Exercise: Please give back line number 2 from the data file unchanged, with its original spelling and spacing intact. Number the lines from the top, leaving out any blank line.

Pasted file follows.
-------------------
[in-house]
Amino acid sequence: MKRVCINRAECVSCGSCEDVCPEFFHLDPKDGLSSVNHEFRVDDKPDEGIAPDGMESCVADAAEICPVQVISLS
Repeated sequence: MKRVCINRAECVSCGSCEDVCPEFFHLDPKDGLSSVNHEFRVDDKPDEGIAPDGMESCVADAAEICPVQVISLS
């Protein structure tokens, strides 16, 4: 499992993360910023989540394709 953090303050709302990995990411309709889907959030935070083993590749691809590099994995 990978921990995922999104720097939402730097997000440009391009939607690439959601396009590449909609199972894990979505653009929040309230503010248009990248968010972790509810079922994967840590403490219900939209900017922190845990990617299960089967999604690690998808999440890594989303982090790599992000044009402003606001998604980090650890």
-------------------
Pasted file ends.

Amino acid sequence: MKRVCINRAECVSCGSCEDVCPEFFHLDPKDGLSSVNHEFRVDDKPDEGIAPDGMESCVADAAEICPVQVISLS